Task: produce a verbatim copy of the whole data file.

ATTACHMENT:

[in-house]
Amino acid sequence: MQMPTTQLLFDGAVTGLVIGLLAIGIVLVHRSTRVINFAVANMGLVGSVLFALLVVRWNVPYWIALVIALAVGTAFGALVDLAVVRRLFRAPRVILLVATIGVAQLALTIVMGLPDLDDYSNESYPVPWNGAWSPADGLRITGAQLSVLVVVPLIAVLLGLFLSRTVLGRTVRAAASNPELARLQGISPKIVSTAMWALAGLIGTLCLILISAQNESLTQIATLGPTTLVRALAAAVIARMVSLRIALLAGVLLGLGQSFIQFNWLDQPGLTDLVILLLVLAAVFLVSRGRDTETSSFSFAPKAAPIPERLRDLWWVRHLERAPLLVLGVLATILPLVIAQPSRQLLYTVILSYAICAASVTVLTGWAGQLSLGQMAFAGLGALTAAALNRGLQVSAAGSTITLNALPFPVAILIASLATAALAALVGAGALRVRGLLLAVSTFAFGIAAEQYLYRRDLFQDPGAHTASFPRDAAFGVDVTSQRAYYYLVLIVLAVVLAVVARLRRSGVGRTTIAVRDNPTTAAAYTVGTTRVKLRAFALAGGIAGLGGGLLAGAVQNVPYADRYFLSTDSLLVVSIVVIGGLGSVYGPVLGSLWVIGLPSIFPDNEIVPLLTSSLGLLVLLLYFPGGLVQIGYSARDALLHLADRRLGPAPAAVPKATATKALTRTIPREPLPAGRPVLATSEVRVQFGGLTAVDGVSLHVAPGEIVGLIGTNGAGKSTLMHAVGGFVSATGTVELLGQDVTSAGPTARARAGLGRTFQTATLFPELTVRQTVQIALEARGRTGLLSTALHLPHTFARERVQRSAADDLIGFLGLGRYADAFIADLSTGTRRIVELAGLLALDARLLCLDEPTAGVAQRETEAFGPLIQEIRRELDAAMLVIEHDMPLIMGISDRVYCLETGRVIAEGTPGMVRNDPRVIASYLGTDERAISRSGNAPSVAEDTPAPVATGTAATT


[in-house]
Amino acid sequence: MQMPTTQLLFDGAVTGLVIGLLAIGIVLVHRSTRVINFAVANMGLVGSVLFALLVVRWNVPYWIALVIALAVGTAFGALVDLAVVRRLFRAPRVILLVATIGVAQLALTIVMGLPDLDDYSNESYPVPWNGAWSPADGLRITGAQLSVLVVVPLIAVLLGLFLSRTVLGRTVRAAASNPELARLQGISPKIVSTAMWALAGLIGTLCLILISAQNESLTQIATLGPTTLVRALAAAVIARMVSLRIALLAGVLLGLGQSFIQFNWLDQPGLTDLVILLLVLAAVFLVSRGRDTETSSFSFAPKAAPIPERLRDLWWVRHLERAPLLVLGVLATILPLVIAQPSRQLLYTVILSYAICAASVTVLTGWAGQLSLGQMAFAGLGALTAAALNRGLQVSAAGSTITLNALPFPVAILIASLATAALAALVGAGALRVRGLLLAVSTFAFGIAAEQYLYRRDLFQDPGAHTASFPRDAAFGVDVTSQRAYYYLVLIVLAVVLAVVARLRRSGVGRTTIAVRDNPTTAAAYTVGTTRVKLRAFALAGGIAGLGGGLLAGAVQNVPYADRYFLSTDSLLVVSIVVIGGLGSVYGPVLGSLWVIGLPSIFPDNEIVPLLTSSLGLLVLLLYFPGGLVQIGYSARDALLHLADRRLGPAPAAVPKATATKALTRTIPREPLPAGRPVLATSEVRVQFGGLTAVDGVSLHVAPGEIVGLIGTNGAGKSTLMHAVGGFVSATGTVELLGQDVTSAGPTARARAGLGRTFQTATLFPELTVRQTVQIALEARGRTGLLSTALHLPHTFARERVQRSAADDLIGFLGLGRYADAFIADLSTGTRRIVELAGLLALDARLLCLDEPTAGVAQRETEAFGPLIQEIRRELDAAMLVIEHDMPLIMGISDRVYCLETGRVIAEGTPGMVRNDPRVIASYLGTDERAISRSGNAPSVAEDTPAPVATGTAATT